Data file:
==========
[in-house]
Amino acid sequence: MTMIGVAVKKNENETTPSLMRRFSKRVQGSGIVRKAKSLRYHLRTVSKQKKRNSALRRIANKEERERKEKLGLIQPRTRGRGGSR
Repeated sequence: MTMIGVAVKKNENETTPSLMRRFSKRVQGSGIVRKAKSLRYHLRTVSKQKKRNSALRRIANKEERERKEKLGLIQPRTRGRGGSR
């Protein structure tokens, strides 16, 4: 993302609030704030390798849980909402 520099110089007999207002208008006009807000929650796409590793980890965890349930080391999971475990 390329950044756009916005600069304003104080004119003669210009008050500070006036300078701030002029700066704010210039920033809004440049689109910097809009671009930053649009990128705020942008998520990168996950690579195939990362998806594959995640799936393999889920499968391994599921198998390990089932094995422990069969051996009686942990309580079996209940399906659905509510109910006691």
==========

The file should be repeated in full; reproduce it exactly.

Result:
[in-house]
Amino acid sequence: MTMIGVAVKKNENETTPSLMRRFSKRVQGSGIVRKAKSLRYHLRTVSKQKKRNSALRRIANKEERERKEKLGLIQPRTRGRGGSR
Repeated sequence: MTMIGVAVKKNENETTPSLMRRFSKRVQGSGIVRKAKSLRYHLRTVSKQKKRNSALRRIANKEERERKEKLGLIQPRTRGRGGSR
């Protein structure tokens, strides 16, 4: 993302609030704030390798849980909402 520099110089007999207002208008006009807000929650796409590793980890965890349930080391999971475990 390329950044756009916005600069304003104080004119003669210009008050500070006036300078701030002029700066704010210039920033809004440049689109910097809009671009930053649009990128705020942008998520990168996950690579195939990362998806594959995640799936393999889920499968391994599921198998390990089932094995422990069969051996009686942990309580079996209940399906659905509510109910006691």